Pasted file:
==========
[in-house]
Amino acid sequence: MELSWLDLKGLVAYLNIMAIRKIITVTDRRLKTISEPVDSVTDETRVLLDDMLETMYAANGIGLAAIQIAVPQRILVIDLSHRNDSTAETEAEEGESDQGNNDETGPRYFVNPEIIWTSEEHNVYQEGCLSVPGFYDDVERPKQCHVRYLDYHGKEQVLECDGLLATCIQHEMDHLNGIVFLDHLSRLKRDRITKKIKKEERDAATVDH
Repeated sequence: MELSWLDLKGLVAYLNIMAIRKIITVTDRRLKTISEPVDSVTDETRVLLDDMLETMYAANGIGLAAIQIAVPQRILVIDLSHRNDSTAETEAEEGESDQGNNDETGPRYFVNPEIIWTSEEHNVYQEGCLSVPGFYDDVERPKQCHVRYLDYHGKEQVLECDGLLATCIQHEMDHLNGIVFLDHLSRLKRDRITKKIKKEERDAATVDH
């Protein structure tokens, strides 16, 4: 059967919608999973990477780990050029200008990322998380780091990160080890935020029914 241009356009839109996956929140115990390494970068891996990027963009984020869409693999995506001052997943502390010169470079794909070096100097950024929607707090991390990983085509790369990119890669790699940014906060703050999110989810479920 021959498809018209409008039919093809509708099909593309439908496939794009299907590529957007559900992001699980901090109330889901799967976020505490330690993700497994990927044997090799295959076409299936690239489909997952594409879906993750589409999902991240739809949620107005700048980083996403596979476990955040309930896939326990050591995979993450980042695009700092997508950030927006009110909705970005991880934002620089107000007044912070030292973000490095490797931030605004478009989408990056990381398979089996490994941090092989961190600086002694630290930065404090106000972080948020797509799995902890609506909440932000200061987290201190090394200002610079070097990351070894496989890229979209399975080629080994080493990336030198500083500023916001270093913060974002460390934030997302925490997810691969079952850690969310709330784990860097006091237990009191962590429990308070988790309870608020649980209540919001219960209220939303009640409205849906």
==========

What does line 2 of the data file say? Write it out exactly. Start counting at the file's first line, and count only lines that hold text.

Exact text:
Amino acid sequence: MELSWLDLKGLVAYLNIMAIRKIITVTDRRLKTISEPVDSVTDETRVLLDDMLETMYAANGIGLAAIQIAVPQRILVIDLSHRNDSTAETEAEEGESDQGNNDETGPRYFVNPEIIWTSEEHNVYQEGCLSVPGFYDDVERPKQCHVRYLDYHGKEQVLECDGLLATCIQHEMDHLNGIVFLDHLSRLKRDRITKKIKKEERDAATVDH